By Holly Litchfield
This year, Redress has searched 40 countries from as far as India, Kazakhstan and Thailand and as near as the UK and France to find 10 designers to collectively represent the importance of sustainable design.
These talented 10 will amongst emerging designers. Now these ten designers, who represent seven countries across Asia and Europe, will continue their ambitions to create a more sustainable fashion industry as they produce their textile-waste-reducing collections ready for the reveal on the Hong Kong Fashion Week runway in January 2016, where career-changing prizes, including designing an up-cycled collection for Shanghai Tang, will be awarded.
“The world is finally waking up to the horrific environmental and social impacts caused by the wasteful fashion industry and people are questioning how the fashion industry has become the world’s second most polluting industry, after oil,” said Christina Dean, Founder, Redress. “ Through The EcoChic Design Award, we are educating designers around the world to reduce waste through sustainable design innovation to inspire a more positive future for the industry. The change we need is in their hands.”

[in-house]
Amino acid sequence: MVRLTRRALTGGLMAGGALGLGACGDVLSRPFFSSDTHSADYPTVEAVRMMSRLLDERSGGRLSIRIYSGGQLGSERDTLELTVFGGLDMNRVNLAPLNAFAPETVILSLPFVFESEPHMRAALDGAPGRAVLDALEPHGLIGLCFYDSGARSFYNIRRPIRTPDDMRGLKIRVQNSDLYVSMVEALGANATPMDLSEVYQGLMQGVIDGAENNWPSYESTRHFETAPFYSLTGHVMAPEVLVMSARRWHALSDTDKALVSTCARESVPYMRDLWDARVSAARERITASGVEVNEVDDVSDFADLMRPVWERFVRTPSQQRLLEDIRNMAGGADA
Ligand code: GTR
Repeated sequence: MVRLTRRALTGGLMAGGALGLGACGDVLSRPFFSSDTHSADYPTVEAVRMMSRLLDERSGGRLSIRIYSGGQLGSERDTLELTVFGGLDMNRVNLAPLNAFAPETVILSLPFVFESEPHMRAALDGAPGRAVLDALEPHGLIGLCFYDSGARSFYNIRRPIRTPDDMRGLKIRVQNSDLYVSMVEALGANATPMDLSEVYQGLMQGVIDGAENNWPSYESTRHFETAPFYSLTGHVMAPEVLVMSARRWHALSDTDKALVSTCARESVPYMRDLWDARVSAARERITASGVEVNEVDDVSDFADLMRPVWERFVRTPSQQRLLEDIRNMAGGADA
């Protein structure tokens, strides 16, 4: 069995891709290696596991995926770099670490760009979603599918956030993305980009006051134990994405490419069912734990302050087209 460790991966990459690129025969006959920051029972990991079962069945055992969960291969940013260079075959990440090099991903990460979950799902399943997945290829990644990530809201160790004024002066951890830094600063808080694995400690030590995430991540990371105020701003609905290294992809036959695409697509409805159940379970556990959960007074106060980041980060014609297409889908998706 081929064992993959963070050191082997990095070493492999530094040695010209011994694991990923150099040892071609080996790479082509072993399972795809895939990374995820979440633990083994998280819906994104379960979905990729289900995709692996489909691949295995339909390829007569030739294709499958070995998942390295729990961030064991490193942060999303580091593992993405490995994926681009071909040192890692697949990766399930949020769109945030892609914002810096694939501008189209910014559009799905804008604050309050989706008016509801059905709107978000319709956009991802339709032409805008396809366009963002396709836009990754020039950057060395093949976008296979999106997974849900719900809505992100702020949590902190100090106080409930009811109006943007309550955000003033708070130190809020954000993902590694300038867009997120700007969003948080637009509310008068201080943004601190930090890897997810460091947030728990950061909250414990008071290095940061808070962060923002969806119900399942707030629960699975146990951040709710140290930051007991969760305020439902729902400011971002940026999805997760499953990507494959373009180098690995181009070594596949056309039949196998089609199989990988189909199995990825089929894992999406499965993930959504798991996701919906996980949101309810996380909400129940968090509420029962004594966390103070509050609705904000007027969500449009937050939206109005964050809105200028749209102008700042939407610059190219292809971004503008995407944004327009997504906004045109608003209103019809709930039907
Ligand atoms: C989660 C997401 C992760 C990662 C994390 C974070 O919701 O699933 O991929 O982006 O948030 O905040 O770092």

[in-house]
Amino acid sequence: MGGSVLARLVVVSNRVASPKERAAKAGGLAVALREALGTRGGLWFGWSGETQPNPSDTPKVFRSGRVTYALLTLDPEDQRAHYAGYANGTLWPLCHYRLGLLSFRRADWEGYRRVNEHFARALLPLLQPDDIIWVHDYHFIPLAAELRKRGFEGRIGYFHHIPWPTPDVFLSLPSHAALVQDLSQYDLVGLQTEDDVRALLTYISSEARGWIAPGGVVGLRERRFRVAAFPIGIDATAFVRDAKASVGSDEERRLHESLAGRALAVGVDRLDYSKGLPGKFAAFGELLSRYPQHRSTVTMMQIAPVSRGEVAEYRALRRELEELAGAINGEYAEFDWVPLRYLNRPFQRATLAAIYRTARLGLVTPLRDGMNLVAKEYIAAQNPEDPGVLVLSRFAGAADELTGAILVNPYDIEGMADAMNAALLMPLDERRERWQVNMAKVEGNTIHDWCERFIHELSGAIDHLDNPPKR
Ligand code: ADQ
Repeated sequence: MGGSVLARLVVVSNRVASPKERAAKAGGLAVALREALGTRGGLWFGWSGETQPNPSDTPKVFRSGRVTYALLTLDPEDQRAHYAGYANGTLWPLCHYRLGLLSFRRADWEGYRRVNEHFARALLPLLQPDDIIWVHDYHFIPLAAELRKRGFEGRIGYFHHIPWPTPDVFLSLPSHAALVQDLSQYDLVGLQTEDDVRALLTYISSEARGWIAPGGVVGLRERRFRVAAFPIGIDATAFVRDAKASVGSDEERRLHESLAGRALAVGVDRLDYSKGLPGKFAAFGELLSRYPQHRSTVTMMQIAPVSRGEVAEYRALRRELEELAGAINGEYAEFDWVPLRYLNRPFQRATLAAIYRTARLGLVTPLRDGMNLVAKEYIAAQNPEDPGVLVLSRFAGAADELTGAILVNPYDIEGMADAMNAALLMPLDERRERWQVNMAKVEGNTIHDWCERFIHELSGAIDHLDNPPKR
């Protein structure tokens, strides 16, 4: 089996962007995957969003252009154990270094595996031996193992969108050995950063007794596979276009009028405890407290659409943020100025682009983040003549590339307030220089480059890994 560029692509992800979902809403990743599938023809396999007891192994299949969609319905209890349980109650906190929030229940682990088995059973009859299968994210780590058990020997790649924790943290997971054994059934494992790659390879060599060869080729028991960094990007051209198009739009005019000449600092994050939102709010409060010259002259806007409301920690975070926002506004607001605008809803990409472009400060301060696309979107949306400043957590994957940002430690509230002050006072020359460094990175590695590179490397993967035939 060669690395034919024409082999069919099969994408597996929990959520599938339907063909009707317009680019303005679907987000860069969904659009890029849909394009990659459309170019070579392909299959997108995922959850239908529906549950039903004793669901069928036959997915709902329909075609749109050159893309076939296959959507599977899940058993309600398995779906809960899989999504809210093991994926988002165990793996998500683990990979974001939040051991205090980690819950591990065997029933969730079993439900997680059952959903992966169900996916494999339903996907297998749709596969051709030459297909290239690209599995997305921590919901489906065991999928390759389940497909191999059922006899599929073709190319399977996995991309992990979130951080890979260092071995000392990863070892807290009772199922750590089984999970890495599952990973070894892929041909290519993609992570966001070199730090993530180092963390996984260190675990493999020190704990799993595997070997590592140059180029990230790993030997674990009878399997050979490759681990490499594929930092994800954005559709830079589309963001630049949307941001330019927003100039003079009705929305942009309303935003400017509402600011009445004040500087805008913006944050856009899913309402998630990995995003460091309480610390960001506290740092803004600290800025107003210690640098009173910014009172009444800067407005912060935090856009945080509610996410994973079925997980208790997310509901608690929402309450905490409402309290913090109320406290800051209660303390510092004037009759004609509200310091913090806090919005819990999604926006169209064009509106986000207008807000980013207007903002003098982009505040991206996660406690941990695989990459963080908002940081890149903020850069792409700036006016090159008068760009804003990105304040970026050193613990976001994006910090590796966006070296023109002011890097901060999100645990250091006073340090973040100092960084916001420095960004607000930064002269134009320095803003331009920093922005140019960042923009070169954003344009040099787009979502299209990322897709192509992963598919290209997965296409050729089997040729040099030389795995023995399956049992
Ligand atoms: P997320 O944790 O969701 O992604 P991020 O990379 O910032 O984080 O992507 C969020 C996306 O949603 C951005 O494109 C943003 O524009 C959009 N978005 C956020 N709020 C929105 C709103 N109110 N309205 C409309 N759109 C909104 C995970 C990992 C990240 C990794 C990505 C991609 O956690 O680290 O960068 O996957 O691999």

The shortlisted designers for this year’s competition are: Belle Benyasarn, Esther Lui, Pan Wen, Tsang Fan Yu, Wang Di, Cora Maria Bellotto, Patrycja Guzik, Sara Kiani, Annie Mackinnon, and Amy Ward.
“I was extremely impressed with the level of thought put into the initial sketches by the designers as well as the propositions of use of fabrics – be it using unconventional materials, zero-waste patterns or secondhand textiles…you get some really exciting ideas that are truly innovative,” said one of the ten judges of the competition Susie Lau, also known as blogger Susie Bubble.
The first prize winner will design a capsule collection labelled in their own name, using up-cycled textiles for Shanghai Tang, China’s leading luxury brand, and will later return to Hong Kong to work with Shanghai Tang’s creative team from the collection’s design, production to marketing, but there are plenty of other life-changing prizes for the second and third runners up, too, and every shortlisted designer has the potential to make sustainable fashion history.